I can see only one political benefit to President Obama from giving up our most advanced mid-range missile technology to Russia: When SM3s wind up in the possession of radical Islamist terrorist groups, it might precipitate a terrible, worldwide national-security crisis; and if the timing is just right, Obama might be able to frighten people away from voting Republican, from "changing horses in mid-stream." At such a critical moment, we don't dare switch presidents now -- times are just too uncertain!

Better the Obama you know than the Obama you don't. What a wonderful "October surprise" that would be, and... happy Halloween!

Hatched by Sachi on this day, January 9, 2012, at the time of 4:16 PM | Comments (0)

Date ►►► January 7, 2012

Does Social Santorum Trump Fiscal Santorum?

Hatched by Dafydd

It's not an easy question for a non-conservative anti-liberal like myself to answer. First, I enthusiastically support some of Rick Santorum's social positions -- he promotes a more robust civil society; supports restricting legal marriage to traditional, one man-one woman; and he has offered bills to expand funding of adult stem-cell research and application.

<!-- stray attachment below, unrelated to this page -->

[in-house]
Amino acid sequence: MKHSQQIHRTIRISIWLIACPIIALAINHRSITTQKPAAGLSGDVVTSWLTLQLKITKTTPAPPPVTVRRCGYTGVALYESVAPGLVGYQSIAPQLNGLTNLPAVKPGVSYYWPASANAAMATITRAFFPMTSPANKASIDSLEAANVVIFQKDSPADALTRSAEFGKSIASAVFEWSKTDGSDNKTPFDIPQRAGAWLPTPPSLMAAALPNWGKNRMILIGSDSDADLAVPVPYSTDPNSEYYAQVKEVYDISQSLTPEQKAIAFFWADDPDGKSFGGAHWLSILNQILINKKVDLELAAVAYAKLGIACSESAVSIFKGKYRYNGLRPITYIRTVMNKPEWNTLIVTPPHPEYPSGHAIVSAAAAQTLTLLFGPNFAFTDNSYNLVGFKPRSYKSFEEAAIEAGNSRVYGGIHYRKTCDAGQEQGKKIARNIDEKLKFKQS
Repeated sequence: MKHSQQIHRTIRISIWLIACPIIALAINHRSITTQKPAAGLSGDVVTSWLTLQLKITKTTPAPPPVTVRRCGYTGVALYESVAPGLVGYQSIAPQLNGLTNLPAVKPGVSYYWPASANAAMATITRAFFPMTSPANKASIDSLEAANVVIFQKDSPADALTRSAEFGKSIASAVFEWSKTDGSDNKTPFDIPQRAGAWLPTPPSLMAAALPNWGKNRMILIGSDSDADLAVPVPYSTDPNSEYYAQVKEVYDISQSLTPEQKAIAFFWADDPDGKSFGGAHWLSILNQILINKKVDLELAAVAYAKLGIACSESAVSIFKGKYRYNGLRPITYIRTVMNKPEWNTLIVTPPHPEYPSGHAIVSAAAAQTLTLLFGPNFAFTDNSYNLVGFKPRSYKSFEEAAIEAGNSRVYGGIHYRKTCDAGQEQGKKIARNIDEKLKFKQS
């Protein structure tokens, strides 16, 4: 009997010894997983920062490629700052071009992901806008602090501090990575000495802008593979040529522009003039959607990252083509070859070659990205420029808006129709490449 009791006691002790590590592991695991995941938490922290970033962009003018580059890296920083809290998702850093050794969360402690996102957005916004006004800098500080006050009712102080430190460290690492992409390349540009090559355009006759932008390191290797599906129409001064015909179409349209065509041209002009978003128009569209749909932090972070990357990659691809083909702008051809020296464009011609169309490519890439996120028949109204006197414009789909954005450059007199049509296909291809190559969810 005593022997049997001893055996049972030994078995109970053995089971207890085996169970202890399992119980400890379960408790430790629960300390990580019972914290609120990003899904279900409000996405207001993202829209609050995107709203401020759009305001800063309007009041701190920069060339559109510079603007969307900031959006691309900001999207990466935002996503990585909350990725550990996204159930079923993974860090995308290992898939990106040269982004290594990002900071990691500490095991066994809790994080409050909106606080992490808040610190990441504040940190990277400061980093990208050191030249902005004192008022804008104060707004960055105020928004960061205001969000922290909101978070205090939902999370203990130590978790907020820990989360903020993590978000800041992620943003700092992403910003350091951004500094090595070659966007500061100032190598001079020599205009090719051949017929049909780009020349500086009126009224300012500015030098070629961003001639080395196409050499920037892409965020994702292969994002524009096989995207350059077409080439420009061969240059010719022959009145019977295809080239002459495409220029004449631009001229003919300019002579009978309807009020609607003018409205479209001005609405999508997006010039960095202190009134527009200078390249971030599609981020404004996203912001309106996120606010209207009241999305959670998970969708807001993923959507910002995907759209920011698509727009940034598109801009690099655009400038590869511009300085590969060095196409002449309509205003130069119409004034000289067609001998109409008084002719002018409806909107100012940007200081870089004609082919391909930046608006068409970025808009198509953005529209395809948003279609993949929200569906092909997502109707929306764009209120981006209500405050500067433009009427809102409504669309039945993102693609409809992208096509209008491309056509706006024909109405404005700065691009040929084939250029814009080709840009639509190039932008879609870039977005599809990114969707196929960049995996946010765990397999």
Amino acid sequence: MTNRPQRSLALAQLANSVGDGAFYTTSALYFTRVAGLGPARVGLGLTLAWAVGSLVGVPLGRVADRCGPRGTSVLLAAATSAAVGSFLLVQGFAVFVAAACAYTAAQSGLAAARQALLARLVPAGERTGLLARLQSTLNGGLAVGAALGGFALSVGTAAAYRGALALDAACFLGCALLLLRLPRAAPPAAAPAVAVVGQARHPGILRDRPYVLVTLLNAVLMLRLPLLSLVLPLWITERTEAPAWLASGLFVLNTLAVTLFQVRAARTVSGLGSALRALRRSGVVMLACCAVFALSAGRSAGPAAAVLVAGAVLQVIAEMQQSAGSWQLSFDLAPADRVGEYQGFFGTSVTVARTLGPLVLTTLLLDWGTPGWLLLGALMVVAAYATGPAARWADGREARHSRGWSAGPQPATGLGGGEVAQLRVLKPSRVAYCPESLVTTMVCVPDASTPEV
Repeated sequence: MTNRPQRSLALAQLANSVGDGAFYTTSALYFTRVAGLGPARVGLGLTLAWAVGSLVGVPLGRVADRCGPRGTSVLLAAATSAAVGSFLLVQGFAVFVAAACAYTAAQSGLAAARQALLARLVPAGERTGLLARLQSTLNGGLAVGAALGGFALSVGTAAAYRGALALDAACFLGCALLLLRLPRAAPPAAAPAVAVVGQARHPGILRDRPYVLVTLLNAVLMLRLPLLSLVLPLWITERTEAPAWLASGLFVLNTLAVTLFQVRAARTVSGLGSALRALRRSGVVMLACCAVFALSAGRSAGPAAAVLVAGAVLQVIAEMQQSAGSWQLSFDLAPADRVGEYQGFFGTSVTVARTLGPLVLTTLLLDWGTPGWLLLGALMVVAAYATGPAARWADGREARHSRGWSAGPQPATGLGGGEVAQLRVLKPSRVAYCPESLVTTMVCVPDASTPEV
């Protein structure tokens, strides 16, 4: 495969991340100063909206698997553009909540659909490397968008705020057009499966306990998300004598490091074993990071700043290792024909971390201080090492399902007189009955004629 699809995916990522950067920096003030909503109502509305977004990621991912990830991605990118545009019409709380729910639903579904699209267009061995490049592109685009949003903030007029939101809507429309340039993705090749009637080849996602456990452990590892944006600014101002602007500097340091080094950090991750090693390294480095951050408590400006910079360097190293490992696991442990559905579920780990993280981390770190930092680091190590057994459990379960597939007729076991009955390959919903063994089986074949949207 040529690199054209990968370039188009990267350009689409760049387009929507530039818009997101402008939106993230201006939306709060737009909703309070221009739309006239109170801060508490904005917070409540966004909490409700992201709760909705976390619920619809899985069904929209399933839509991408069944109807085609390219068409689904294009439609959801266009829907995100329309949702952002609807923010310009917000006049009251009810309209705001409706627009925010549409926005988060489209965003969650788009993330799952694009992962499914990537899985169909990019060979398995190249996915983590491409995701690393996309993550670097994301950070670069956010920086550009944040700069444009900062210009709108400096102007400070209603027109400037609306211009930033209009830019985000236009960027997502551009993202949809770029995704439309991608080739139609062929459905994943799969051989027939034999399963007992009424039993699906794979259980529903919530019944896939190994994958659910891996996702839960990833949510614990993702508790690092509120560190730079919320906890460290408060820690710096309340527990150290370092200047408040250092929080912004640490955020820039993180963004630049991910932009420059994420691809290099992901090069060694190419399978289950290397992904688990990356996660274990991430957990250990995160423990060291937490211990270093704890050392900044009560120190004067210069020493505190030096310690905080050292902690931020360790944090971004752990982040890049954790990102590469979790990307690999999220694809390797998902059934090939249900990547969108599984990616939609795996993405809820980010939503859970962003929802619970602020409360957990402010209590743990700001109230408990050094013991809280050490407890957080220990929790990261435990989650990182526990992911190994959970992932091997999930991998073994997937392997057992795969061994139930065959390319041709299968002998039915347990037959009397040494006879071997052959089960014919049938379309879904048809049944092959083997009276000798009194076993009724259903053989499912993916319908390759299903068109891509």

But I recoil in horror from others, notably his demand that schools teach the "scientific alternative" to evolutionary biology (by which he means the thoroughly un-scientific and misnamed "intelligent design"); and he is completely opposed to embryonic stem-cell research funding, without consideration that such research can probably be done without destroying the embryos. (I'm using Wikipedia's list of some of his positions, though I did backtrack as much as possible to the primary-source interviews and Santorum's own site.)

But considering the second part of the question -- whether his positions on social issues are so extreme as to drive me away, despite his fairly good fiscal and foreign policies (which are at least somewhat better than Romney's) -- I'm on firmer ground. Santorum supports House Budget Chairman Paul Ryan's (R-WI, 96%) spending-cut plan and pushes for moderate reforms to Medicare and Social Security, but nothing spectacular like privatization (too bad). On the foreign-policy front, he supports the War Against Radical Islamism (WARI) and wants to bomb Iran's nuclear sites (good if he can pull it off, bad if he tries and fails).